Mortars have always been used as a platoon level area support weapon. Although a good mortar crew under ideal conditions can drop 3 mortar rounds in a 20-meter radius they were not normally called on for precise targeting. And combat conditions tend to be less than ideal. The question here needs to be, is a mortar the best weapon for the job? When I was in the service the 83mm SMAW was the weapon of choice for bunkers or fortified houses. The SMAW II firing NE rounds is more accurate than a mortar round with 10 m accuracy, almost as damaging and I will bet the rounds cost less than this does. The only thing the mortar has on the SMAW in this situation is range, but in urban areas the buildings usually negate the effectiveness of extended range weapons. The SMAW II can also be fired out windows from within enclosed spaces. Something that is very difficult to do with a mortar.
Current military GPS hardware is notoriously prone to failure due to battery use. A lot of solders carry off the shelf GPS because the ones they have use battery power so bad.
The GPS enabled round that reduces the need to fire multiple rounds to hit the target is a good way to reduce costs. The main drawback I can see is the possibility of relying more on technology than good tactics. Technology can give a better edge in battle but only when used with a good battle plan.
Of course, the effectiveness of this weapon assumes that you have a precise lat/lon for the target, which probably requires a very expensive drone (maps being insufficiently precise). My guess is that the cost per round is slightly less than the 23 standard rounds allegedly saved, although the prospect of limiting collateral damage may make even that cost-benefit ratio meaningless. Thanks for the series on where our defense dollars are going.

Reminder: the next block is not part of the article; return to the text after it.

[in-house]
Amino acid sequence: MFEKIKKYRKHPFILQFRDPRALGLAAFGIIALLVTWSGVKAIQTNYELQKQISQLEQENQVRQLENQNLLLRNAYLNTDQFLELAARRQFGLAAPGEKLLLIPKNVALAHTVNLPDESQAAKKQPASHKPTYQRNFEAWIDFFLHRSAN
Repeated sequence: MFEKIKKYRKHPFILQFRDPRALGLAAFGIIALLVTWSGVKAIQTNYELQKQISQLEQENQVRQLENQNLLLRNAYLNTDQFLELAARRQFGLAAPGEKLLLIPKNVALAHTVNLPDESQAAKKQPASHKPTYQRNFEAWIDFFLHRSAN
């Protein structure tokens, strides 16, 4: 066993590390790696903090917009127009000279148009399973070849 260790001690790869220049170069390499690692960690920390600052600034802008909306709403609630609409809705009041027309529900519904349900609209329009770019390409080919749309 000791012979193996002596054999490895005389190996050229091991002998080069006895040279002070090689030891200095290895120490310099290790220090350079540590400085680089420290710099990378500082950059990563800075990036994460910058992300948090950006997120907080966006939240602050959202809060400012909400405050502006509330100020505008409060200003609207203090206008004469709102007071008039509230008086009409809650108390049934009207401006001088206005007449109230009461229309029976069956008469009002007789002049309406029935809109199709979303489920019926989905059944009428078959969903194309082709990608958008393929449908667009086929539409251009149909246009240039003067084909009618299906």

How does the cost compare (as others indicated)? What happens if the GPS system is taken out in a large scale war or the rounds themselves are socked with an EMP that makes the electronics toast? Do these rounds become useless or do they revert to standard rounds? I see an awful amount of reliance on GPS in the military. I certainly hope there is a backup plan to the loss of that and that soldiers and sailors know how to live without it.
(quote)lindted@... How does the cost of this round compare to a standard round?(quote) If they tell you that they would have to kill you....